Report reveals factors driving suicide in bush
DIVORCE, alcohol use and the number of jobs in agriculture are three main factors driving the suicide rate in regional and remote Australia, a new report from the National Suicide Prevention Strategy revealed yesterday.
And regional Australians who were young, male or indigenous were much more likely to commit suicide, the 105-page report showed.
The report was completed by a team of researchers at Griffith University, who found male suicide rates in remote areas of Queensland averaged 36.32 per 100,000 men - nearly twice the rate in metropolitan areas, at 18.25 per 100,000 men.
"What is clear from the findings of the present report is the importance of recognising the unique experience associated with suicide in rural Australia," the report reads.
"Certainly, not all suicide risk and protective factors are unique to one region, locality or context; however, there were factors which appeared to impact more significantly in rural areas.
"Although not examined in this report, there is a need for further research into the past and continuing impacts of natural disasters, such as droughts and floods."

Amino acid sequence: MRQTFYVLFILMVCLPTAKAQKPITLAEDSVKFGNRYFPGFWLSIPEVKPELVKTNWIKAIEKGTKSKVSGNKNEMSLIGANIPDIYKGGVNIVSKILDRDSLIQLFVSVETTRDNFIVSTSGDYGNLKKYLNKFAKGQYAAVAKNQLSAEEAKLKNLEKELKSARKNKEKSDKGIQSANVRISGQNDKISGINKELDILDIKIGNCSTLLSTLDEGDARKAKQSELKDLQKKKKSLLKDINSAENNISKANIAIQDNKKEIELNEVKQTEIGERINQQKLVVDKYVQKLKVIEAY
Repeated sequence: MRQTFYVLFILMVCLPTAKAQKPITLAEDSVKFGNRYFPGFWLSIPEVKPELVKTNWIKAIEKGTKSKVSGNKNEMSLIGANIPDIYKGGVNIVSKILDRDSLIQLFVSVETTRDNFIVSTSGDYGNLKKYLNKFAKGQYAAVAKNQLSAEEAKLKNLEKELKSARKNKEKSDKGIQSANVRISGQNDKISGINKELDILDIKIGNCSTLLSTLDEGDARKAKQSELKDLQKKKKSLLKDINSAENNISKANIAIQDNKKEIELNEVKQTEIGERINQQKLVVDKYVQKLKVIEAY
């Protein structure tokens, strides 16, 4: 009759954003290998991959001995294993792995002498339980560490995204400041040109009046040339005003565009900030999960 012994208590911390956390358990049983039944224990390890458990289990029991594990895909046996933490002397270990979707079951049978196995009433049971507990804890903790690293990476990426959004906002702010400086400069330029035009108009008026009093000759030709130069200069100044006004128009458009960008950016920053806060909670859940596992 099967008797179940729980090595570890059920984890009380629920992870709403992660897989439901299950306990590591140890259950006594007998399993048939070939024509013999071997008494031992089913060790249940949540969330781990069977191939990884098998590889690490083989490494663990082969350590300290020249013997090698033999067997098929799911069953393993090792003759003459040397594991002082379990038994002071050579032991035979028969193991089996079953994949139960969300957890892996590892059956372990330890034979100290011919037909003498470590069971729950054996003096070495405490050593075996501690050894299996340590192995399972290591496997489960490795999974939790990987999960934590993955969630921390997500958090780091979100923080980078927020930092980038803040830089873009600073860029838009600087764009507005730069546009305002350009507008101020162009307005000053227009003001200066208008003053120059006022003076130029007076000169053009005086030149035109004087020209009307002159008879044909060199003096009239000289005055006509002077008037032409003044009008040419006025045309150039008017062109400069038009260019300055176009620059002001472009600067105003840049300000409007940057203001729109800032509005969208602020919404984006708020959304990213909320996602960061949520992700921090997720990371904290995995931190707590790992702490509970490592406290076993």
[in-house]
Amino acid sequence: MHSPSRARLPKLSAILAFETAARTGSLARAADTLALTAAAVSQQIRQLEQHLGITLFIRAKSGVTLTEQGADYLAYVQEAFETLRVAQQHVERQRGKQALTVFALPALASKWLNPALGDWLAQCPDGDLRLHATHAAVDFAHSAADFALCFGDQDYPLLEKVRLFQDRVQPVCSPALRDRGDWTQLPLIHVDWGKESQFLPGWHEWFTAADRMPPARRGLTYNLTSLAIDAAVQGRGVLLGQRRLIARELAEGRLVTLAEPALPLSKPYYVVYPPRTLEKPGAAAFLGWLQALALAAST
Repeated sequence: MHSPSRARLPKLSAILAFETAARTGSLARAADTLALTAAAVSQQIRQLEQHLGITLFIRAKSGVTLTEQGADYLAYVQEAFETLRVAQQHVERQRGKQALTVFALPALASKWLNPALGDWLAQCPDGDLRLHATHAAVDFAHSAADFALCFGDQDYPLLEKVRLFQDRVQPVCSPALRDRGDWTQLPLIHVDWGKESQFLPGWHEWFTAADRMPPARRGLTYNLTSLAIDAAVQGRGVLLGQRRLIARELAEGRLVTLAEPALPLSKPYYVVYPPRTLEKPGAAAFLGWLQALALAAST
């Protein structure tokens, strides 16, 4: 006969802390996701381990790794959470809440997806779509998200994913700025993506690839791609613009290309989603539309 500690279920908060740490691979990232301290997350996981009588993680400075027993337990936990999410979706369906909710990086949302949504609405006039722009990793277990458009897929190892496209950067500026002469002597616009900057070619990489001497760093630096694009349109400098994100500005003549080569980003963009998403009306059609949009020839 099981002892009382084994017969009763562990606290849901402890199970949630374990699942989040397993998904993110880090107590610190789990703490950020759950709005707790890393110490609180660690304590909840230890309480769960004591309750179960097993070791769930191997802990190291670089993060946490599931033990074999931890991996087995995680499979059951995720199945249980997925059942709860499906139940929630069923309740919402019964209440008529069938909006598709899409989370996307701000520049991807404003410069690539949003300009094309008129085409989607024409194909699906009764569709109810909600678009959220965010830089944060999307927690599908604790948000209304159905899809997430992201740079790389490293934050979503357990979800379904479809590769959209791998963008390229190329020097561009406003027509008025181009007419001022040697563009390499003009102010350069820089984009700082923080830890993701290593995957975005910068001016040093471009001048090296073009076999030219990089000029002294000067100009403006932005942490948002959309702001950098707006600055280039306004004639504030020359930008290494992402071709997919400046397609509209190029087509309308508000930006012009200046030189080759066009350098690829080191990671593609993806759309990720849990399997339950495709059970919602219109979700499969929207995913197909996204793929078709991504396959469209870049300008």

The report also found farmers were particularly likely to commit suicide, with a job associated with the natural elements, easier access to guns and the "stoicism" of men on the land factors.
But divorce in couples living in regional and remote areas was one of the leading causes of suicide, with the loss of family connections, loss of income associated with a divorce and legal proceedings factors more likely to lead to suicide.
Income was also a factor, with remote and regional men earning less than their metropolitan counterparts.
The report recommends more support for people in difficult circumstances in rural areas and improving education and lifestyle.
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